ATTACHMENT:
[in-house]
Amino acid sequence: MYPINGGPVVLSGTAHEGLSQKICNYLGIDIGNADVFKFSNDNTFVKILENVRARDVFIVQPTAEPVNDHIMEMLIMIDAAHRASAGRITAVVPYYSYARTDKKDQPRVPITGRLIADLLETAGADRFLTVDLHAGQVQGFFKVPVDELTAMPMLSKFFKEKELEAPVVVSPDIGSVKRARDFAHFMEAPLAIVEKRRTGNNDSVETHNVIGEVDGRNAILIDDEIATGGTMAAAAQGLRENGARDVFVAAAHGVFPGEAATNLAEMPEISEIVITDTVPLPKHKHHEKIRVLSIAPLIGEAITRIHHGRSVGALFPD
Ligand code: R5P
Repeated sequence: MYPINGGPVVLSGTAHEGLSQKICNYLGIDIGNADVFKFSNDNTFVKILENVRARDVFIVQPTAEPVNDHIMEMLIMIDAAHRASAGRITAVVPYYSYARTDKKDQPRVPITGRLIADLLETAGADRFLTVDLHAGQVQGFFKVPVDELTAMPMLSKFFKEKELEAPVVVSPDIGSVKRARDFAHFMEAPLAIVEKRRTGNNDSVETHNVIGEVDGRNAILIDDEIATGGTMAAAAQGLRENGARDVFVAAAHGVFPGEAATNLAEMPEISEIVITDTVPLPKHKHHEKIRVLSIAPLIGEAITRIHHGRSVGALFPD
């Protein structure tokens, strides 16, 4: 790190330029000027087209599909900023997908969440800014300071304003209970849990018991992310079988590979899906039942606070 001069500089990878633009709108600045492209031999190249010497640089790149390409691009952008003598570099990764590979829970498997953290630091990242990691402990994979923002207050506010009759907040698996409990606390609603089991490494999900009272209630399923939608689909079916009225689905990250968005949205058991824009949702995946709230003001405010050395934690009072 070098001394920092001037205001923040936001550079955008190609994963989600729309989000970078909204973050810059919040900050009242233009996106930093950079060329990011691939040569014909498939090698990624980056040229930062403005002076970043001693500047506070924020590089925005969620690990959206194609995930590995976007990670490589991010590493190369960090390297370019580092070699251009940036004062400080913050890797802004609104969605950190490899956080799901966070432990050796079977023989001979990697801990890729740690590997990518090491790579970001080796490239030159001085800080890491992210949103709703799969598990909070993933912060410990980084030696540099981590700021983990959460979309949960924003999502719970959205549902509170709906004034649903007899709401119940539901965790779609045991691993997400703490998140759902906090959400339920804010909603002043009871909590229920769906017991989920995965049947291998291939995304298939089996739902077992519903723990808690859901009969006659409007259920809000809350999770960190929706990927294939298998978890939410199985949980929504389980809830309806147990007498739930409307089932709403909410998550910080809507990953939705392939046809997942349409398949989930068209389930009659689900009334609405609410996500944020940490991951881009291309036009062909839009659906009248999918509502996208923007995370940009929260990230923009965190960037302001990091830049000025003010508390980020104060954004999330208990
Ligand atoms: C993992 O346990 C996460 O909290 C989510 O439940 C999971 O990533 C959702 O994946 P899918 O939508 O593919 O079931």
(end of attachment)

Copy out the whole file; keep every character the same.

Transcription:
[in-house]
Amino acid sequence: MYPINGGPVVLSGTAHEGLSQKICNYLGIDIGNADVFKFSNDNTFVKILENVRARDVFIVQPTAEPVNDHIMEMLIMIDAAHRASAGRITAVVPYYSYARTDKKDQPRVPITGRLIADLLETAGADRFLTVDLHAGQVQGFFKVPVDELTAMPMLSKFFKEKELEAPVVVSPDIGSVKRARDFAHFMEAPLAIVEKRRTGNNDSVETHNVIGEVDGRNAILIDDEIATGGTMAAAAQGLRENGARDVFVAAAHGVFPGEAATNLAEMPEISEIVITDTVPLPKHKHHEKIRVLSIAPLIGEAITRIHHGRSVGALFPD
Ligand code: R5P
Repeated sequence: MYPINGGPVVLSGTAHEGLSQKICNYLGIDIGNADVFKFSNDNTFVKILENVRARDVFIVQPTAEPVNDHIMEMLIMIDAAHRASAGRITAVVPYYSYARTDKKDQPRVPITGRLIADLLETAGADRFLTVDLHAGQVQGFFKVPVDELTAMPMLSKFFKEKELEAPVVVSPDIGSVKRARDFAHFMEAPLAIVEKRRTGNNDSVETHNVIGEVDGRNAILIDDEIATGGTMAAAAQGLRENGARDVFVAAAHGVFPGEAATNLAEMPEISEIVITDTVPLPKHKHHEKIRVLSIAPLIGEAITRIHHGRSVGALFPD
């Protein structure tokens, strides 16, 4: 790190330029000027087209599909900023997908969440800014300071304003209970849990018991992310079988590979899906039942606070 001069500089990878633009709108600045492209031999190249010497640089790149390409691009952008003598570099990764590979829970498997953290630091990242990691402990994979923002207050506010009759907040698996409990606390609603089991490494999900009272209630399923939608689909079916009225689905990250968005949205058991824009949702995946709230003001405010050395934690009072 070098001394920092001037205001923040936001550079955008190609994963989600729309989000970078909204973050810059919040900050009242233009996106930093950079060329990011691939040569014909498939090698990624980056040229930062403005002076970043001693500047506070924020590089925005969620690990959206194609995930590995976007990670490589991010590493190369960090390297370019580092070699251009940036004062400080913050890797802004609104969605950190490899956080799901966070432990050796079977023989001979990697801990890729740690590997990518090491790579970001080796490239030159001085800080890491992210949103709703799969598990909070993933912060410990980084030696540099981590700021983990959460979309949960924003999502719970959205549902509170709906004034649903007899709401119940539901965790779609045991691993997400703490998140759902906090959400339920804010909603002043009871909590229920769906017991989920995965049947291998291939995304298939089996739902077992519903723990808690859901009969006659409007259920809000809350999770960190929706990927294939298998978890939410199985949980929504389980809830309806147990007498739930409307089932709403909410998550910080809507990953939705392939046809997942349409398949989930068209389930009659689900009334609405609410996500944020940490991951881009291309036009062909839009659906009248999918509502996208923007995370940009929260990230923009965190960037302001990091830049000025003010508390980020104060954004999330208990
Ligand atoms: C993992 O346990 C996460 O909290 C989510 O439940 C999971 O990533 C959702 O994946 P899918 O939508 O593919 O079931």